31km on the bike before 10am. Now that’s my kind of morning. But there’s really no excuse not to when the sun rises at 4am!
There was more rain in the night, but it had all passed by dawn. We are all using tents owned by Haidee and I, and thankfully they all seem water-tight. Rowland and Alicia are using my ancient Kathmandu North Star Plus tent which I bought during a half-price sale in New Zealand in 2002. I used that 3kg behemoth of a tent on my cycle tour across the Eurasian Continent in 2006, so the tent is understandably showing signs of wear and tear.
The seam sealing on the floor was peeling (replaced with some seam-sealer goop from Montbell), as is the seam sealing on the fly. The tent floor fabric itself has also lost most of its waterproof sealing. Roland and I tried to replace this also, using a special paint-on tent floor sealing product, but this generally just ended up a sticky mess. We ended up having to coat the floor with talcum powder on the morning we all left on the tour because it had not dried in time.
Haidee and I are in the great MSR Hubba Hubba tent we bought earlier this year. It is about 2kg, and is super fast to pitch. Quite unlike any tent I have owned in the past. Very happy with that purchase. Saoka is in my MSR Carbon Reflex 1 tent, kindly supplied by MSR to replace the great little MSR Microzoid tent I used on my longboarding journey across the US and China. I haven’t slept in the tent myself yet, but at around 1kg, and 100g lighter than the Microzoid tent (but with waaaaay more room), it looks to be a near perfect one-person tent.
Today’s scenery was simply spectacular. Mt. Yotei, or “little Fuji” as it is known, cut quite the striking figure against a beautiful blue sky.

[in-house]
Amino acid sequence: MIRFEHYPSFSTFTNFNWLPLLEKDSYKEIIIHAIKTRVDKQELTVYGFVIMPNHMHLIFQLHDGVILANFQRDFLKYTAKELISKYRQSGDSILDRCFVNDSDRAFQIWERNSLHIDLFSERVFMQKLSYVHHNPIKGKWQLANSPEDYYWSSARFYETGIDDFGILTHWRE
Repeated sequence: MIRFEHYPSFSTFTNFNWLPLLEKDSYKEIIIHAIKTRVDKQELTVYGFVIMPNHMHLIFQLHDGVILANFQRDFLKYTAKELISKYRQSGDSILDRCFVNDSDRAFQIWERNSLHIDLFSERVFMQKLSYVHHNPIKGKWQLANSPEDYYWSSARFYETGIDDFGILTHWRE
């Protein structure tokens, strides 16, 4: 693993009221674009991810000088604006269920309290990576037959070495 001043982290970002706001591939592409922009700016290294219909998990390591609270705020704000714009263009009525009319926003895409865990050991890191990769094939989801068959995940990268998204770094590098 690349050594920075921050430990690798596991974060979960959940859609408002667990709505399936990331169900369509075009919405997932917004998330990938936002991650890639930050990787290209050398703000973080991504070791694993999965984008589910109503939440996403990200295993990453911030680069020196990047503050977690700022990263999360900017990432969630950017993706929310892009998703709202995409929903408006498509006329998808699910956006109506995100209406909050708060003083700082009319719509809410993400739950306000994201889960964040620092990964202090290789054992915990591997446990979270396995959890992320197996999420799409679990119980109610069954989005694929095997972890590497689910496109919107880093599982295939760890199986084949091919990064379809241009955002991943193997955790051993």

Once again we arrived at our ultimate destination for the day at around 10am. Kyogoku natural fresh water springs was the place. Quite nice indeed. Clear, ice-cold water gushes forth out the ground here in massive quantities. Locals come to fill 20 litre barrels by the trolley-load, Chinese and Korean tourists waddle around by the bus-load, and weary cycle tourists (that’s us) wander around enjoying the cool natural air-conditioning of the flowing waters.
From the spring’s source, it is only a 5 minute walk to the Kyogoku Campground (500yen per tent per night). The water from the spring flows in a narrow stream past the campground, so we all egged each other on to jump in. I was one of the first, and within seconds my legs were cramping from the cold. Rowland followed, and was equally wracked with pain. Saoka wandered into the frigid water as if it was the most natural thing in the world, and proceeded to wander around in the water for at least 5 minutes. 5 seconds in that water and I was in excruciating pain…as was Rowland also.
Splashing in the water was followed by pleasant but uneasy lounging in the grass at our campsite. Uneasy in the sense that the site was inundated with ants. Lying in the grass on sleeping mats was an exercise in frustration.
For food on this trip, we have been mainly eating lunches at cheap eateries (usually under 800yen each), and cooking our own dinners with items bought from local supermarkets. Dishes on the menu have included pasta, curry rice, and potato salads. Snacks have been mainly bought from convenience stores, which are to be found in almost any resemblance of a human settlement in Japan. Travelling by bike, camping, and organizing food in this way, Rowland and Alicia have found that it is much cheaper to travel by bike in Japan than it is to travel by public transport and staying at hostels/inns in Southeast Asia.
We did splash out a little today for dinner. Instead of cooking it ourselves, we biked 2 minutes to the local onsen complex next to the campground which served an array of cheap, delicious food. Most dishes were under 600yen, and even though the beer was a little on the steep side (450yen for tap beer), it was a nice relaxing way to enjoy the evening. I went for a cold dish; soba noodles with dipping sauce.
Another enjoyable day done 🙂